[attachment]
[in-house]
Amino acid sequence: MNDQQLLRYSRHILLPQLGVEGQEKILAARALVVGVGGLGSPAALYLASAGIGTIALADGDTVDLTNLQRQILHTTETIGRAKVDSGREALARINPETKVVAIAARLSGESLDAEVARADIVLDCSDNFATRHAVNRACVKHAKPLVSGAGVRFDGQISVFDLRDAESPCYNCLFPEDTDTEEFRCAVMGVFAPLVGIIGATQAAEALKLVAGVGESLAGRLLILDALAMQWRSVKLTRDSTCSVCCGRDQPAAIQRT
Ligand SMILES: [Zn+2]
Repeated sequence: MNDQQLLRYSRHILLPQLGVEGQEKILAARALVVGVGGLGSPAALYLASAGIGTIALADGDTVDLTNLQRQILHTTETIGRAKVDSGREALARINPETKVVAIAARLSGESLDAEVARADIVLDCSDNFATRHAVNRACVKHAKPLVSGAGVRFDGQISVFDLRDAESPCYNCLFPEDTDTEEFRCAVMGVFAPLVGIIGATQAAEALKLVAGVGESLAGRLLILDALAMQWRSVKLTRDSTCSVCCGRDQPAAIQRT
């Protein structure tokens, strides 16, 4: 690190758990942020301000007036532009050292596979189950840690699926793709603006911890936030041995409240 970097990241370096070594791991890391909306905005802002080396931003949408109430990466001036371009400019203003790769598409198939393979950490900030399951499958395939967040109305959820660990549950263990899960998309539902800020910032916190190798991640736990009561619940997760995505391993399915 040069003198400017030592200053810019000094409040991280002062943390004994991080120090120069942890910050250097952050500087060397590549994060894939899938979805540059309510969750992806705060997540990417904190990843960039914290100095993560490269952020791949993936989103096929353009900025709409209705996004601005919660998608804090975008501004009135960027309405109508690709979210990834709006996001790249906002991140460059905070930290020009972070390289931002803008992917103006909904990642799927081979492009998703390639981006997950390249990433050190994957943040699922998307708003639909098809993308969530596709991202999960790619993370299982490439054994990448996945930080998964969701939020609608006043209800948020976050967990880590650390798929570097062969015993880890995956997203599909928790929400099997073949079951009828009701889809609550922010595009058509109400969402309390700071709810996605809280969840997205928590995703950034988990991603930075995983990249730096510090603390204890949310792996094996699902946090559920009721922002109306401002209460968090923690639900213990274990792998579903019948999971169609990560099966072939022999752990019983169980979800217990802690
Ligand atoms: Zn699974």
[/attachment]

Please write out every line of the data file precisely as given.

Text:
[in-house]
Amino acid sequence: MNDQQLLRYSRHILLPQLGVEGQEKILAARALVVGVGGLGSPAALYLASAGIGTIALADGDTVDLTNLQRQILHTTETIGRAKVDSGREALARINPETKVVAIAARLSGESLDAEVARADIVLDCSDNFATRHAVNRACVKHAKPLVSGAGVRFDGQISVFDLRDAESPCYNCLFPEDTDTEEFRCAVMGVFAPLVGIIGATQAAEALKLVAGVGESLAGRLLILDALAMQWRSVKLTRDSTCSVCCGRDQPAAIQRT
Ligand SMILES: [Zn+2]
Repeated sequence: MNDQQLLRYSRHILLPQLGVEGQEKILAARALVVGVGGLGSPAALYLASAGIGTIALADGDTVDLTNLQRQILHTTETIGRAKVDSGREALARINPETKVVAIAARLSGESLDAEVARADIVLDCSDNFATRHAVNRACVKHAKPLVSGAGVRFDGQISVFDLRDAESPCYNCLFPEDTDTEEFRCAVMGVFAPLVGIIGATQAAEALKLVAGVGESLAGRLLILDALAMQWRSVKLTRDSTCSVCCGRDQPAAIQRT
């Protein structure tokens, strides 16, 4: 690190758990942020301000007036532009050292596979189950840690699926793709603006911890936030041995409240 970097990241370096070594791991890391909306905005802002080396931003949408109430990466001036371009400019203003790769598409198939393979950490900030399951499958395939967040109305959820660990549950263990899960998309539902800020910032916190190798991640736990009561619940997760995505391993399915 040069003198400017030592200053810019000094409040991280002062943390004994991080120090120069942890910050250097952050500087060397590549994060894939899938979805540059309510969750992806705060997540990417904190990843960039914290100095993560490269952020791949993936989103096929353009900025709409209705996004601005919660998608804090975008501004009135960027309405109508690709979210990834709006996001790249906002991140460059905070930290020009972070390289931002803008992917103006909904990642799927081979492009998703390639981006997950390249990433050190994957943040699922998307708003639909098809993308969530596709991202999960790619993370299982490439054994990448996945930080998964969701939020609608006043209800948020976050967990880590650390798929570097062969015993880890995956997203599909928790929400099997073949079951009828009701889809609550922010595009058509109400969402309390700071709810996605809280969840997205928590995703950034988990991603930075995983990249730096510090603390204890949310792996094996699902946090559920009721922002109306401002209460968090923690639900213990274990792998579903019948999971169609990560099966072939022999752990019983169980979800217990802690
Ligand atoms: Zn699974």